Spring has sprung with the vernal equinox
Bountiful garden bed birth
Of growing seed sprouts
Toppled grass mowings
Sewing embryo droplets
Snail lick of the unborn
Tired and torn
Aching branches forlorn
Fertile fantasy under
Bare wooden lark chicks yearn
Mothers soon return
Fern spun awakening
An equinox is the date twice a year when the sun pases directly over the equator in a northern or southern direction. The two equinoxes in the Northern Hemisphere differ from those in the Southern Hemisphere due to the 23.5 degree tilt of Earth’s axis. The vernal, or spring, equinox typically takes place in March while the autumnal, or fall, equinox takes place in September.
What is the vernal equinox?
The vernal equinox is the sun passing directly above the celestial equator to the north. This date falls on Saturday, March 20, 2021 in the Northern Hemisphere which marks the beginning of spring. On the vernal equinox, day and night are equal in length as the Northern Hemisphere tilts towards the sun. After this date, the amount of daylight increases while the amount of darkness decreases. Many will experience more daylight than darkness in the 24 hour day. This increased daylight will continue until the summer solstice in June when the longest amount of daylight occurs. The equinoxes are the only two times a year that the sun rises due east and sets due west for all of us on earth.
Why is the vernal equinox important?
The vernal equinox has inspired and determined cycles of life for humanity for centuries. The spring equinox has been a point of celebration for some religions such as the holidays Easter and Passover. The vernal equinox has also been associated with stories of magical witches who can transform animals and traditions of spirits who come to heal and channel wisdom.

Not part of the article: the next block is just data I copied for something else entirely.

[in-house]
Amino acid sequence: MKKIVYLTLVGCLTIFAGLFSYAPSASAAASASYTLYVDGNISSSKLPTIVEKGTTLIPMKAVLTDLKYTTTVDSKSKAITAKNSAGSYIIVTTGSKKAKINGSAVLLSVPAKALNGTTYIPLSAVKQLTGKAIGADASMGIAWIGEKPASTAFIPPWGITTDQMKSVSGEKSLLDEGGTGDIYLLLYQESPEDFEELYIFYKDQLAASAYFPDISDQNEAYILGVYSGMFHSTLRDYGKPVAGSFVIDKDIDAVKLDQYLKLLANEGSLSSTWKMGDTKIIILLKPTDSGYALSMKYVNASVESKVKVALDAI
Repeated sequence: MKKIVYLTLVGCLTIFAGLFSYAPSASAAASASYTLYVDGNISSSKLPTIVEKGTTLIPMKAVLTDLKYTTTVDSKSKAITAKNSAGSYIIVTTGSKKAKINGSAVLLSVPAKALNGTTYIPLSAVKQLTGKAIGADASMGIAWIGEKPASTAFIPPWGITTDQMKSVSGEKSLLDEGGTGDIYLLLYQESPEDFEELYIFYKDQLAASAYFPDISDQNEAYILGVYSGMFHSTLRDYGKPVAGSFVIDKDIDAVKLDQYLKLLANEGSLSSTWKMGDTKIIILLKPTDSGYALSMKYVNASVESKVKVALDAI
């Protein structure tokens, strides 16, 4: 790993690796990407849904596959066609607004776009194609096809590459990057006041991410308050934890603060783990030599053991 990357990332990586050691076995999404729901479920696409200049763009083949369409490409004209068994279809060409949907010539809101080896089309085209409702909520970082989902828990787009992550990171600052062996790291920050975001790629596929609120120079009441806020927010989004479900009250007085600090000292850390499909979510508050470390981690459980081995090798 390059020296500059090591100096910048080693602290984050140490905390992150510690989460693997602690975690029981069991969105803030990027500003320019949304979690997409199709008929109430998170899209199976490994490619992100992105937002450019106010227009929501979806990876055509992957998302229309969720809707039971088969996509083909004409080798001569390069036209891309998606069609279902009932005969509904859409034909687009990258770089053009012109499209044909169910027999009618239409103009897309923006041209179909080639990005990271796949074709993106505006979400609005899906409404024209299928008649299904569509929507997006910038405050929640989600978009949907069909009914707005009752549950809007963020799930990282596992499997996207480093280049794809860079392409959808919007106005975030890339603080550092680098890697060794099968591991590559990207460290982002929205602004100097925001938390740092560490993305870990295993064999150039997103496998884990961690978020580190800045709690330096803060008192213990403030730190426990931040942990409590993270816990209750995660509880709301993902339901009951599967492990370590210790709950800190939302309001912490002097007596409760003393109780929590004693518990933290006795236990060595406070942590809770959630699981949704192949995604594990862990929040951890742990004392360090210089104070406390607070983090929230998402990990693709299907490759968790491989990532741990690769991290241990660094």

Spring is also a physical change for the Earth. Many are tired of the cold weather and the constant buzz of the heater day and night. As spring arrives, snow thaws and barren branches form budds of hope. New shoots of grass sprout in patches along the highway while lupine, mustard plant and poppies bloom on hillsides. In California, the hope of rain sits high in many people’s minds as it will determine the outcome of their gardens and the new planting season ahead.
Spring is not only an awakening of plants that have been in hibernation, but it is an awakening of the senses. People open their eyes anew to the possibilities of the year to come. Often winter dampens our feeling of being alive and glazes our perception of reality. Spring inspires people to cleanse their lives and change for the better. Some do this in the form of cleaning out their closets and making physical changes in their lives while others choose to mentally change by cleaning out their spiritual cobwebs and focusing more on themselves.
There are many myths associated with the vernal equinox as there are with most holidays and celebrations. Many myths are formed to entertain or to offer a new perspective on an important event. Some myths that many still believe today are the ability to balance a raw egg on its skinniest point, the alteration of mood on the vernal equinox and the disappearance of your noontime shadow.
The ability to balance a raw egg is a fun trick that can be tried on the vernal equinox, however, this trick can be achieved any day of the year.
Mood alteration due to the spring equinox is a partially true myth. Although the movement of the sun does not directly affect mood, the changing of seasons does. The cold can affect your mood negatively, just as warmth can affect your mood positively or vice versa.
The absence of the noontime shadow myth is also partially true. There are many factors that allow this to work, but conditions have to be very precise which is rare to achieve. Considering the sun passes directly over the equator on the vernal equinox, you must be on the equator at noon on the day of the equinox.
Besides the science behind the vernal equinox, spring allows for people to welcome and be open to the possibilities of the year to come. Take a moment to explore nature and spend time on yourself. Nurture those you love most and give yourself time to recuperate. What seeds of change will you plant in your garden and how will they help you positively grow for the better?